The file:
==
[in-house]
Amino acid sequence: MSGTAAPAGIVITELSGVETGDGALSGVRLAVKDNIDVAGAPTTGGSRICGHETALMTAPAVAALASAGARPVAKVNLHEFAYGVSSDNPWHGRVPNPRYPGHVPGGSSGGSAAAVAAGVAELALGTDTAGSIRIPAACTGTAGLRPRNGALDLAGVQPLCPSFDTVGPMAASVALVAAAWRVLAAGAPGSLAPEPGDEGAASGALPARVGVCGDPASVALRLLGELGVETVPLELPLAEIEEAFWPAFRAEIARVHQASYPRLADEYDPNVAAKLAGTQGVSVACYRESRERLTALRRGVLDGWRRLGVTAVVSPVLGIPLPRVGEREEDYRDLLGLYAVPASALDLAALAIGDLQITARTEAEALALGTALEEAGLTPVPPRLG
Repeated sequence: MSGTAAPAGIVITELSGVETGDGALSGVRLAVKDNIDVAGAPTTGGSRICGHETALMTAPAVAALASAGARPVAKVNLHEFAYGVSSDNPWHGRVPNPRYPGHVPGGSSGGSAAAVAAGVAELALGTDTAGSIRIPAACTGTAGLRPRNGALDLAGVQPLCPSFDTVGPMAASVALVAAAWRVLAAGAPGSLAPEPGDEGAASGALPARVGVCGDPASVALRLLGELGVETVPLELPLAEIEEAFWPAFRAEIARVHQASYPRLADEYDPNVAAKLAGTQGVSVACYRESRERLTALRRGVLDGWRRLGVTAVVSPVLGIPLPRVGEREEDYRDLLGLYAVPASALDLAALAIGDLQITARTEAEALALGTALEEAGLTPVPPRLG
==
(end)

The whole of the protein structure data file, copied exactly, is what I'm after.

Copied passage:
[in-house]
Amino acid sequence: MSGTAAPAGIVITELSGVETGDGALSGVRLAVKDNIDVAGAPTTGGSRICGHETALMTAPAVAALASAGARPVAKVNLHEFAYGVSSDNPWHGRVPNPRYPGHVPGGSSGGSAAAVAAGVAELALGTDTAGSIRIPAACTGTAGLRPRNGALDLAGVQPLCPSFDTVGPMAASVALVAAAWRVLAAGAPGSLAPEPGDEGAASGALPARVGVCGDPASVALRLLGELGVETVPLELPLAEIEEAFWPAFRAEIARVHQASYPRLADEYDPNVAAKLAGTQGVSVACYRESRERLTALRRGVLDGWRRLGVTAVVSPVLGIPLPRVGEREEDYRDLLGLYAVPASALDLAALAIGDLQITARTEAEALALGTALEEAGLTPVPPRLG
Repeated sequence: MSGTAAPAGIVITELSGVETGDGALSGVRLAVKDNIDVAGAPTTGGSRICGHETALMTAPAVAALASAGARPVAKVNLHEFAYGVSSDNPWHGRVPNPRYPGHVPGGSSGGSAAAVAAGVAELALGTDTAGSIRIPAACTGTAGLRPRNGALDLAGVQPLCPSFDTVGPMAASVALVAAAWRVLAAGAPGSLAPEPGDEGAASGALPARVGVCGDPASVALRLLGELGVETVPLELPLAEIEEAFWPAFRAEIARVHQASYPRLADEYDPNVAAKLAGTQGVSVACYRESRERLTALRRGVLDGWRRLGVTAVVSPVLGIPLPRVGEREEDYRDLLGLYAVPASALDLAALAIGDLQITARTEAEALALGTALEEAGLTPVPPRLG